Mary Carleton

(2128 words)
  • Mary Jo Kietzman

Mary Carleton was a low-born but exceptionally literate woman who initiated a public career when she impersonated a fictional German gentlewoman, Maria von Wolway, in London in 1663. Her performance won her a husband, the upwardly mobile law student John Carleton, who prosecuted her for bigamy when the fortune she implied failed to materialize. Her acquittal at the Old Bailey was cheered by the crowds, and she became a heroine of Restoration popular culture because her successful performance of a fictional identity democratized self-fashioning. She would continue to serialize herself in a sequence of personages that enabled her to claim economic independence through work as an author, actress, self-sufficient trader on the market for s…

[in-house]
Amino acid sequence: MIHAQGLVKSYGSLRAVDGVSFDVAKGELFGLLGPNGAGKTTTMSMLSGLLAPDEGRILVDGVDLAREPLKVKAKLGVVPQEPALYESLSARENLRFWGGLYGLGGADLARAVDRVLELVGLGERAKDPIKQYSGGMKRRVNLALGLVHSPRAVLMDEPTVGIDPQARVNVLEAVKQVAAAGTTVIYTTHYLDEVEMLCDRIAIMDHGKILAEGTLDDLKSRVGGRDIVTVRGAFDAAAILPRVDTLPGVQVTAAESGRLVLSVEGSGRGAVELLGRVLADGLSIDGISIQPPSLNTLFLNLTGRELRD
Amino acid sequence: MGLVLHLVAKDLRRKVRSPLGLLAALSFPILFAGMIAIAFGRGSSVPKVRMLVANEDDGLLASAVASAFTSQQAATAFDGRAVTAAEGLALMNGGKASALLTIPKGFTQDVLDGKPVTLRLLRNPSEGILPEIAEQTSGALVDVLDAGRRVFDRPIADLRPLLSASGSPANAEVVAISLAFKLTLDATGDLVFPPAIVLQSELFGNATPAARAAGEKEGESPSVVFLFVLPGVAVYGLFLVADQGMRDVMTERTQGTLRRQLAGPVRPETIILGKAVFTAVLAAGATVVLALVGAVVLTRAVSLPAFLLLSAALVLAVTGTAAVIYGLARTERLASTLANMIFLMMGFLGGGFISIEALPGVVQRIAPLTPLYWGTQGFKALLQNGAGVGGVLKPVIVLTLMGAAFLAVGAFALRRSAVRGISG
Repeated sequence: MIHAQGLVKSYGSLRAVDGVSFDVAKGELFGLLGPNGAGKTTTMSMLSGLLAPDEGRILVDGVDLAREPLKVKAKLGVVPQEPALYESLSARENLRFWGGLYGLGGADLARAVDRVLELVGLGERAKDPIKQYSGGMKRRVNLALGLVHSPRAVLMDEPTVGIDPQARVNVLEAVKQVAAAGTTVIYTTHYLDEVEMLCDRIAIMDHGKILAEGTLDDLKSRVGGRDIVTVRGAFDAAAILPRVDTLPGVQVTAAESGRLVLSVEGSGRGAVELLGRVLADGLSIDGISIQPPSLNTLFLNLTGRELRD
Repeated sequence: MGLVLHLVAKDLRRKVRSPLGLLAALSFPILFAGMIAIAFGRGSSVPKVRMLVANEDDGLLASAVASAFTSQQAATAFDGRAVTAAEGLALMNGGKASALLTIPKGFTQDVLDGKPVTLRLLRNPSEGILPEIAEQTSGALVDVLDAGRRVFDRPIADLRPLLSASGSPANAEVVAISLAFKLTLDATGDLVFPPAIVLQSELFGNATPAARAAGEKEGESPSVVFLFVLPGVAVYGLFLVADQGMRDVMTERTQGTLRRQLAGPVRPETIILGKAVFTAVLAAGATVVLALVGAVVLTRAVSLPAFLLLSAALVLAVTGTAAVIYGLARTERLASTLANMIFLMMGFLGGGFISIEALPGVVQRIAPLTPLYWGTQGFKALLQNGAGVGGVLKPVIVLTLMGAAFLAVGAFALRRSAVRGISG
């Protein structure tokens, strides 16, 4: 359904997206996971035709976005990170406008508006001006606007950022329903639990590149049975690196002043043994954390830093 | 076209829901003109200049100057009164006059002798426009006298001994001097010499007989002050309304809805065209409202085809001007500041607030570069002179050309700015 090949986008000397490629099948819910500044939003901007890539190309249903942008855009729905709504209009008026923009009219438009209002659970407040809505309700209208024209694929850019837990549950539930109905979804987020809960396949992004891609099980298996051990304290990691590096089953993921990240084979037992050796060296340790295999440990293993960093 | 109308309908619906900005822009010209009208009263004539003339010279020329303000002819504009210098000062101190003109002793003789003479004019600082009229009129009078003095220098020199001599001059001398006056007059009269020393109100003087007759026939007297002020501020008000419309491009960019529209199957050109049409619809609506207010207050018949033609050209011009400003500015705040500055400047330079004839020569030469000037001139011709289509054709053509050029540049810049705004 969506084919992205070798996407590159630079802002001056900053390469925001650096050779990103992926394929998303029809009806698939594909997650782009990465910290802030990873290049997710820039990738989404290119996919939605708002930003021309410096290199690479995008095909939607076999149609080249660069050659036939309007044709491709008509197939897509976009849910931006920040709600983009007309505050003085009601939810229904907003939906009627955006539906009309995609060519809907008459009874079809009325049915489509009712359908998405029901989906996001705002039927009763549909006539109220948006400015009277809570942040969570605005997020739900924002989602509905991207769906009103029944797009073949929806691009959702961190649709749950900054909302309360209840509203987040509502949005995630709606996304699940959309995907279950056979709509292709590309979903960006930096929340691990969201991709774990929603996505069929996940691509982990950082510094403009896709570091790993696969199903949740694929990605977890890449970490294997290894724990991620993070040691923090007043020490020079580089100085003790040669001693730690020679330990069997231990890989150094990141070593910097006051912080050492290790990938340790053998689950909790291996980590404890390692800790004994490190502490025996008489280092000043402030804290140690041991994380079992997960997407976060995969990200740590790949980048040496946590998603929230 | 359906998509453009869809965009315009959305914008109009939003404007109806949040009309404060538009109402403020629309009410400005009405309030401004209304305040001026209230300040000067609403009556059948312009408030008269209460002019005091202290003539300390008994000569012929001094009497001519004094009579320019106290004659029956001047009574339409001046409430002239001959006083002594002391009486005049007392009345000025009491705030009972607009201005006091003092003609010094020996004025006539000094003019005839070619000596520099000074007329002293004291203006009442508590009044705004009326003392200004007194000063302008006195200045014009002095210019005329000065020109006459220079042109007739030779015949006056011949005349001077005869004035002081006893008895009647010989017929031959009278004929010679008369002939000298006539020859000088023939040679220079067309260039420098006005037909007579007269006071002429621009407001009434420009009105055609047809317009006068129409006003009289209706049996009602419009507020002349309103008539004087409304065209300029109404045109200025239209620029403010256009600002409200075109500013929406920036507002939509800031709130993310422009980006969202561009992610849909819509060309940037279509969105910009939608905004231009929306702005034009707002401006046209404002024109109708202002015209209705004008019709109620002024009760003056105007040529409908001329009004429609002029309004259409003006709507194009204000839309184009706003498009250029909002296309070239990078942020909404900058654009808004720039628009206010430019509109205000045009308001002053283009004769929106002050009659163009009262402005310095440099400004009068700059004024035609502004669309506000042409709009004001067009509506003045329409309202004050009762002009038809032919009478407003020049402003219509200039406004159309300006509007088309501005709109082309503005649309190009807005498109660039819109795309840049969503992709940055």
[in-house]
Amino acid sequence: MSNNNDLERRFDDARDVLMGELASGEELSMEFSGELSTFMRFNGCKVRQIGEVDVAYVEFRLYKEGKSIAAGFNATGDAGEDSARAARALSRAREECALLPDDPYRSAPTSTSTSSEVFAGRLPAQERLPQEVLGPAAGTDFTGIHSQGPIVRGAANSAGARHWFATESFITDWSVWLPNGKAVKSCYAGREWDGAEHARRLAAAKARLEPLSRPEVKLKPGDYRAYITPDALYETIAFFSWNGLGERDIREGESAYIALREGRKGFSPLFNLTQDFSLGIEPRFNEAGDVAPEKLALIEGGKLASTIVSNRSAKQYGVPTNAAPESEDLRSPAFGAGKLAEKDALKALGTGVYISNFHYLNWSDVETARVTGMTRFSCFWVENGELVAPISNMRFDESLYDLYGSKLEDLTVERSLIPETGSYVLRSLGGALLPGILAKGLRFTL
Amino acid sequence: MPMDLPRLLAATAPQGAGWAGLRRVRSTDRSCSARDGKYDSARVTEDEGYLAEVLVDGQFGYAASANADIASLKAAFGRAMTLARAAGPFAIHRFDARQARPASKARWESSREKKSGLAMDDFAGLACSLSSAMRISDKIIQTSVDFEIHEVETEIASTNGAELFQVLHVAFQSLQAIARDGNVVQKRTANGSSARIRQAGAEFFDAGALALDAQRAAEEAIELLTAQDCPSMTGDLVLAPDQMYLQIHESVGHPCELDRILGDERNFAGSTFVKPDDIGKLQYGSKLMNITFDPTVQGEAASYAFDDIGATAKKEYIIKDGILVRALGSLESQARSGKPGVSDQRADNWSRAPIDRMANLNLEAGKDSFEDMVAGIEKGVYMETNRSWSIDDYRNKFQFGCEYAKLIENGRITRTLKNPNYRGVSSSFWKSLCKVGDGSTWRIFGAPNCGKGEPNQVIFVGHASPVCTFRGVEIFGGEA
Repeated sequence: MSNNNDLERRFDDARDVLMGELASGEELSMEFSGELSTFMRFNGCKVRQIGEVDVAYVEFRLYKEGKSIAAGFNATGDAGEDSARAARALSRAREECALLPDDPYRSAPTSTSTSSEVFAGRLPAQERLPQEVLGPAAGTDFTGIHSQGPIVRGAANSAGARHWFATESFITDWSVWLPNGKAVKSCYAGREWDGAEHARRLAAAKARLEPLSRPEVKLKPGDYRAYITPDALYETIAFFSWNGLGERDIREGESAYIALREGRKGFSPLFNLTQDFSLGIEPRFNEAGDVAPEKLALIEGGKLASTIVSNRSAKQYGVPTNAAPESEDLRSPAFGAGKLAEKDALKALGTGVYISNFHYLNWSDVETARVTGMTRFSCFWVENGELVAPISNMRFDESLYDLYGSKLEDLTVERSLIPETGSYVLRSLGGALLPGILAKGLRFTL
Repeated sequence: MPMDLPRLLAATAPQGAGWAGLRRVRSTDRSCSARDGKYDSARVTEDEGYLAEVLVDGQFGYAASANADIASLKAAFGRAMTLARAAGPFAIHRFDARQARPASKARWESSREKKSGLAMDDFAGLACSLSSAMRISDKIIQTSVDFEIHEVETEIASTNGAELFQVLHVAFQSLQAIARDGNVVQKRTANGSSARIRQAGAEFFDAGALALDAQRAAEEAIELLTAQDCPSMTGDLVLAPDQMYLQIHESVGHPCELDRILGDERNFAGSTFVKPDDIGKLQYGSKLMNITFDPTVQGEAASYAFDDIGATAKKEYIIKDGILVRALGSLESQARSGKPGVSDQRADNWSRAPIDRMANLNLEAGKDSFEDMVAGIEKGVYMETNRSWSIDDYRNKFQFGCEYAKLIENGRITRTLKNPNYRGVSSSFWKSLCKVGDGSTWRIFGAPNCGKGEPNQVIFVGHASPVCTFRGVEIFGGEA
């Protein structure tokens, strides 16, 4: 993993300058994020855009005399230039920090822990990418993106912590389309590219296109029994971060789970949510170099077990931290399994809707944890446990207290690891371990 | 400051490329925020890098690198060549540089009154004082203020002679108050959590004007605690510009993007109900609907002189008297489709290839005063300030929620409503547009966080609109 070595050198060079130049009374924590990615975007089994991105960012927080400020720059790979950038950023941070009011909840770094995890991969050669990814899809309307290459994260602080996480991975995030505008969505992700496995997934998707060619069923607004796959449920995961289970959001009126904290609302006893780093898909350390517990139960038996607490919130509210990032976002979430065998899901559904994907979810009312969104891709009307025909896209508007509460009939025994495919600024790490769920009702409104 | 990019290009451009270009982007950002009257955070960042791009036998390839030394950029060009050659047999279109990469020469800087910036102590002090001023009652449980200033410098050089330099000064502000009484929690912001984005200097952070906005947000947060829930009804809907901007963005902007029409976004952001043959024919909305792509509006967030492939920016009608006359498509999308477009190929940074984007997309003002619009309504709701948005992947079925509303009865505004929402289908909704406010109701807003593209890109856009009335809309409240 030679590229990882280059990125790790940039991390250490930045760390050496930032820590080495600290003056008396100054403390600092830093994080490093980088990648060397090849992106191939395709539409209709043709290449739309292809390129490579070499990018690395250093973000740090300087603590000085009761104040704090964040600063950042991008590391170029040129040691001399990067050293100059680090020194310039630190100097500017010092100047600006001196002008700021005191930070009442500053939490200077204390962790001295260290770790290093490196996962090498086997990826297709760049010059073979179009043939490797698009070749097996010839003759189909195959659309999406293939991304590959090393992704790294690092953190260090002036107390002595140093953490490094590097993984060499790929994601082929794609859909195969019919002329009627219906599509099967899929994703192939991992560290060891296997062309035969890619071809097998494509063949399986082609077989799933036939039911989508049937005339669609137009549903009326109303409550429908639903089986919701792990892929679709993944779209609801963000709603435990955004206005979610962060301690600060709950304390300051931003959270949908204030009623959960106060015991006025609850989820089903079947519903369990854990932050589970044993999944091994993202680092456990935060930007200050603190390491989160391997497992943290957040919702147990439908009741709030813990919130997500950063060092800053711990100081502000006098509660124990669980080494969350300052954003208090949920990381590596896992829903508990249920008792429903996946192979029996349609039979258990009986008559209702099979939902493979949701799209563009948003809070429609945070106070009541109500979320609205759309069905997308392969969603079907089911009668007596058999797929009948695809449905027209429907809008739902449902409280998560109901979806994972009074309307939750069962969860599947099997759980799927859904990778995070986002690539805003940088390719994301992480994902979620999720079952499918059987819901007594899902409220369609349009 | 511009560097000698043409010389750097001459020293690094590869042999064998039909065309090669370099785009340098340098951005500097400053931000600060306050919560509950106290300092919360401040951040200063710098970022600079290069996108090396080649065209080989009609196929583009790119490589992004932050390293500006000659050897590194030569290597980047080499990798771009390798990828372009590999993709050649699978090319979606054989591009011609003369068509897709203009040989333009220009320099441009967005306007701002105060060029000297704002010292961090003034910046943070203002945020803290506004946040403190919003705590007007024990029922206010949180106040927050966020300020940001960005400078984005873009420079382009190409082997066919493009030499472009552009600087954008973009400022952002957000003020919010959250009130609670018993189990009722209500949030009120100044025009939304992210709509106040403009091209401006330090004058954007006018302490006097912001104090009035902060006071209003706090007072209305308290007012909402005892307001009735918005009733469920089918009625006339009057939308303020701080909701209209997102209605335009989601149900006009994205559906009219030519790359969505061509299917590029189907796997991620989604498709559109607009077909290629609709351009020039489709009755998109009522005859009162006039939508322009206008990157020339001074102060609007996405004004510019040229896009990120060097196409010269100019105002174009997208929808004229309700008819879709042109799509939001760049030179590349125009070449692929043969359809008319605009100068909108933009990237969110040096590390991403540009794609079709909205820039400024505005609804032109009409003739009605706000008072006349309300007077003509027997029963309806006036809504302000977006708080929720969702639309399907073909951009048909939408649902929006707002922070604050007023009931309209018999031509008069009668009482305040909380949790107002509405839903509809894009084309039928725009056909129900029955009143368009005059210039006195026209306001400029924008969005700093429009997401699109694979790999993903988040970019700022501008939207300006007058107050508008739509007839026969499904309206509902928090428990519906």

Please log in to consult the article in its entirety. If you are not a subscriber, please click here to read about membership. All our articles have been written recently by experts in their field, more than 95% of them university professors.

Kietzman, Mary Jo. "Mary Carleton". The Literary Encyclopedia. First published 12 September 2008
[, accessed 04 July 2015.]